I would like to think that you were kicked out of that club for some unfortunate misunderstanding. My guess is that you were there to celebrate a friend’s birthday, and the bouncer gave you a hard time for wearing jeans as opposed to slacks. Or perhaps the club didn’t allow baseball hats and never gave you the chance to put yours in your car before entering the club.
Regardless of what happened, I would like to think that you left the club peacefully, walked around the corner, went up to the window where all of your friends were partying, and stopped as if to say, “F*ck this. I want to dance.”
And dance you did. I was simply walking one of our models to her car, and as I approached the alleyway, all I could see was a sea of people inside of the club dancing to the smiling guy outside of the club. The more you moved, the more they moved, and the more you smiled, the more they cheered.
Bravo sir. Regardless of who you really are or what you were really doing, you have inspired me. Don’t stop shuffling and don’t stop moving the crowd. Remember that regardless of how big and powerful other people may be, they will never be able to take our smiles or cries away. Those belong to us and us alone.
You are the light. Best regards,
Written by Jason Nauman.
Playing in a band is a lot like gambling: you can make the right moves at the right time, but if luck doesn’t come your way on a given day, then it‘s usually a sign to cut your losses and walk away. Had Anaheim, California’s New Years Day called it quits five years ago, I don’t think anyone would have blamed them. The band’s former label, TVT records, went belly up in 2008, prompting their then debut album My Dear to be left under promoted. An album that should have taken the band to the next level in the rock stratosphere instead ended in the band imploding, losing multiple original members and putting their musical future in jeopardy. It seemed as if the deck were stacked against New Years Day.
Lesser bands would have collapsed under the weight of that setback, but the remaining members of New Years Day stuck together and continued writing new material. The resulting album, the appropriately titled Victim to Villain, shows the band taking advantage of a fresh start to create a new direction for themselves.
Stylistically on Victim to Villain, the group keeps their pop sensibilities intact from My Dear and layers in alt metal riffs and haunting choruses. The resulting sound is something that’s equal parts catchy and rocking. It’s a balance that serves the band well, giving equal room for singer Ashley Costello’s voice to soar and the well executed hard rock to be fleshed out from band members Russell Dixon (drums), Jake Jones (guitar), Nikki Misery (guitar), and Anthony Barro (bass).
Whatever momentum was lost in the TVT records debacle seems to have been regained with their new single “Angel Eyes” and its accompanying video. Chris Motionless, from the band Motionless in White, lends his vocal talents to the track, diversifying the song during the breakdown portion. “When it came time to need a guy to guest vocal on the album, there was no better fit than Chris,” says Costello. “I always really liked what he and his band stood for. It felt very similar to myself and I felt I could relate to it.” The choice of guest vocalist was a good one, As the polished song benefits from his inclusion and the transition to his vocals seems natural.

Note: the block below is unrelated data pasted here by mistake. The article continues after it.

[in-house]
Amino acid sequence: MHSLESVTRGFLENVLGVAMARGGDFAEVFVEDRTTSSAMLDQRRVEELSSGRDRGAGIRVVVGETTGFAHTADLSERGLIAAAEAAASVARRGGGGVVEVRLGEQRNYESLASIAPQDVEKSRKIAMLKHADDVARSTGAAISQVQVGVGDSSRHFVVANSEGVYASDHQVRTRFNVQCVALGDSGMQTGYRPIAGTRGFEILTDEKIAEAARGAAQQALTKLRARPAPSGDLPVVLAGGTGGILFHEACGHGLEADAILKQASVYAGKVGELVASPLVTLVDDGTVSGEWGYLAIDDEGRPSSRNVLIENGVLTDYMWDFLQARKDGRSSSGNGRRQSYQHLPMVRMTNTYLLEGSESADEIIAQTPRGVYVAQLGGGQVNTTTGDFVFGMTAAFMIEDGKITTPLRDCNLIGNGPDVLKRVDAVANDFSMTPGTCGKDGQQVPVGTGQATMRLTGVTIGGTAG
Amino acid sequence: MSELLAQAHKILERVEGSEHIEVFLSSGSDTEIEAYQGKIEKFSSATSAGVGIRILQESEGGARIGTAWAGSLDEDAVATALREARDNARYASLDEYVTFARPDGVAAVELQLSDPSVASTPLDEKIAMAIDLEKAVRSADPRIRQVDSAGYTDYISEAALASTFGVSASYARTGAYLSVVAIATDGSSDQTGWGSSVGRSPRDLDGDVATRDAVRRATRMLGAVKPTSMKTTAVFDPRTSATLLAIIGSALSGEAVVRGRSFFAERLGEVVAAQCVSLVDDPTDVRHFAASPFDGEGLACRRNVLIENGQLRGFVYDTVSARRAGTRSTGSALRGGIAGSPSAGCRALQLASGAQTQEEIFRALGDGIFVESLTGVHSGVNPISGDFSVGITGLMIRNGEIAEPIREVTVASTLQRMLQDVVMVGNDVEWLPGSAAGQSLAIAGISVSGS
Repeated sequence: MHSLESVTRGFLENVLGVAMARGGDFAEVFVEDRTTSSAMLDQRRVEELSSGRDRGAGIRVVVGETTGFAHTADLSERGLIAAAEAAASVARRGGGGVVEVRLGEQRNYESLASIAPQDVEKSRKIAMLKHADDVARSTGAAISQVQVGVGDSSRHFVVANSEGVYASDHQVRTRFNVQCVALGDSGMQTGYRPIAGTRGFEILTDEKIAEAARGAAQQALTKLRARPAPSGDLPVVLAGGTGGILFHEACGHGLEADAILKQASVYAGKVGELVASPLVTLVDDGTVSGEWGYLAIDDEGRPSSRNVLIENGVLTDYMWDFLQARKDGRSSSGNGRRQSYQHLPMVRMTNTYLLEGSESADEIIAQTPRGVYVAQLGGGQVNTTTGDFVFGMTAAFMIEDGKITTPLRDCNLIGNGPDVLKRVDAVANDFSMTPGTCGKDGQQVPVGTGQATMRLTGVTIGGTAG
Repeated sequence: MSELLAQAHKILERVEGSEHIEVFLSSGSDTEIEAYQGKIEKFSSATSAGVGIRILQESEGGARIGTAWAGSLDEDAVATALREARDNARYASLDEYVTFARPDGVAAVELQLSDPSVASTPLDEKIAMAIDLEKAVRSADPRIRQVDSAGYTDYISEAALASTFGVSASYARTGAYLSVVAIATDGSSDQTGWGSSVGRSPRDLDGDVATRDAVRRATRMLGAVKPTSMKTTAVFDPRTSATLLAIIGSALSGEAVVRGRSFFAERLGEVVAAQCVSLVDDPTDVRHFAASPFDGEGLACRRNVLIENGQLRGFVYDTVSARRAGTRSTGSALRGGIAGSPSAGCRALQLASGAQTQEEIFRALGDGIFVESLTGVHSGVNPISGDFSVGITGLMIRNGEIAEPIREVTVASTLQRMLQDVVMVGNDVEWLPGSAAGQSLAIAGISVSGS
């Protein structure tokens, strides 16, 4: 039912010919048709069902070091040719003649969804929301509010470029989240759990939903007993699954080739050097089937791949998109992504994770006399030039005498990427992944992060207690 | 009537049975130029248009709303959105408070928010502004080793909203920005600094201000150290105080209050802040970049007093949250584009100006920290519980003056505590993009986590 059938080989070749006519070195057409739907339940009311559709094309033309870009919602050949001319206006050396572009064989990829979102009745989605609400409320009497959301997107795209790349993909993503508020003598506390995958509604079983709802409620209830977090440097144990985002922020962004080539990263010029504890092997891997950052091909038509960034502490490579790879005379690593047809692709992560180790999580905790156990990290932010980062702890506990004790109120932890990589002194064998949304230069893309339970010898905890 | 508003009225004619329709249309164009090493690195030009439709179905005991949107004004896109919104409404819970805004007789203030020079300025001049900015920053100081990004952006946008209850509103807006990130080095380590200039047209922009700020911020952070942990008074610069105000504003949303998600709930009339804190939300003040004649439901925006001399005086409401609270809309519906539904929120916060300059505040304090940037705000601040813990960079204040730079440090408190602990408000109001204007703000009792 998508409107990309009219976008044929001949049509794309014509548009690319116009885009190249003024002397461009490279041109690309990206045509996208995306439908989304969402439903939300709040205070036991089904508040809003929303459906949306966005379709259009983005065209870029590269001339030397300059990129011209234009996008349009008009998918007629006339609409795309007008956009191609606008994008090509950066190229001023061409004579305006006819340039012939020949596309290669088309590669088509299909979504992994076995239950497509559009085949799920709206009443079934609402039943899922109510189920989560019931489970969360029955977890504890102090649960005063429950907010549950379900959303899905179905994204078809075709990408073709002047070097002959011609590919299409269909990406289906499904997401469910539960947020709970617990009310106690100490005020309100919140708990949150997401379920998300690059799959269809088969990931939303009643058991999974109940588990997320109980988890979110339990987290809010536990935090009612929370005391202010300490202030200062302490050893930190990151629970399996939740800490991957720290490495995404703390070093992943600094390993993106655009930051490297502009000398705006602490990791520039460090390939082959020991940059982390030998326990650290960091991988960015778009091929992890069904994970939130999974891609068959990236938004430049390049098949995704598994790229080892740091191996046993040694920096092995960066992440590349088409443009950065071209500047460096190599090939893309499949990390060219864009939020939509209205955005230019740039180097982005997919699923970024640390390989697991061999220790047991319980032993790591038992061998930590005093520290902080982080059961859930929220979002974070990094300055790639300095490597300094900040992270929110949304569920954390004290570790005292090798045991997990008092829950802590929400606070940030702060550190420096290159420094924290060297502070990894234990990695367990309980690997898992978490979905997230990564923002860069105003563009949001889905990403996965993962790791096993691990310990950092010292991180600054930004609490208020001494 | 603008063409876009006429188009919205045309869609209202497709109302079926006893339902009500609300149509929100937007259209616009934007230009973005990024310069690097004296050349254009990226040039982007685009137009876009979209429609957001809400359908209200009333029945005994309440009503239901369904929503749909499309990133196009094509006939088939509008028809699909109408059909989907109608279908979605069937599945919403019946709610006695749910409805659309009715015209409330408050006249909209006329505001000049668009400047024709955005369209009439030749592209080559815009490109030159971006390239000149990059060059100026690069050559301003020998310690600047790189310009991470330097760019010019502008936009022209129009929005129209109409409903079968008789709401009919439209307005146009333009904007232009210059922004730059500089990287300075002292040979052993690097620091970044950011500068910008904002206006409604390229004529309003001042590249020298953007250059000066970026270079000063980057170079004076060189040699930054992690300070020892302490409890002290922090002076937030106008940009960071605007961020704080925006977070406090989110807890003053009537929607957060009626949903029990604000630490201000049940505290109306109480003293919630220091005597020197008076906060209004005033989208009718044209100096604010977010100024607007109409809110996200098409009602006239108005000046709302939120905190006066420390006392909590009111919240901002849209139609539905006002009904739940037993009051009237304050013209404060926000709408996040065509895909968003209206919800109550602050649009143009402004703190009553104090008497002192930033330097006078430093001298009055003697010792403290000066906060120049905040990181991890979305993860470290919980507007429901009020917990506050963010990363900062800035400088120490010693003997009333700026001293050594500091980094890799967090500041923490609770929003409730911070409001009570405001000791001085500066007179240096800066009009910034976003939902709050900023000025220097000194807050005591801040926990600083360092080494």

“I’ve been out to prove something since the day I was born – revenge,” Costello says, and it certainly shows over the X amount of tracks laced with anger and passion. Victim to Villain shows the band planting their flag in the rock and roll landscape, triumphantly announcing their return and getting their long sought after revenge.
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Written by Jeremy Copp
Do you know how to “Metal?” Be honest now. Do you TRULY know how to Metal? Well, Super Quest is a band that is here to help you. Hailing from Peterborough, Ontario, these guys have been making a series of videos to help you, the metal novice, grasp the finer points of the genre! From dealing with power-outages to drumming without pants, these guys will teach you everything you need to know in order to live and breathe Metal.
The latest installment in the video series, “How to Metal: Death Metal Lesson with Super Quest,” went viral. And by that we mean, almost a million views in five days type of viral. When asked if this was expected of the tutorial, 24-year-old vocalist/ guitarist and star of the video Jawn Whitten exclaimed, “Oh God, no!” But shortly after posting the video to Reddit, and barely 12 hours later, over 42,000 people had witnessed its awesomeness.
“All of the sudden there were all sorts of news media sites talking about my video and giving the most hilarious descriptions about me,” said Jawn with a laugh.
There is a mild dose of irony in Super Quest getting a huge boost in notoriety from giving a Death Metal guitar lesson. Their sound is nowhere near Death Metal. Instead, you will hear influences ranging from Classic Rock artists like Led Zeppelin and AC/DC to 80’s Metal groups like Def Leppard and Kix.
When Jawn met drummer Roger Sage in 2010, they bonded immediately over a shared love of Quiet Riot’s cover of “Come on Feel the Noise.” Along with band mates Alex Donchak (guitar) and Tyler McIntyre (bass), they’ve created a classic rock sound with a modern edge. They played their first show on Canada Day (August 1) in 2011 and haven’t looked back since.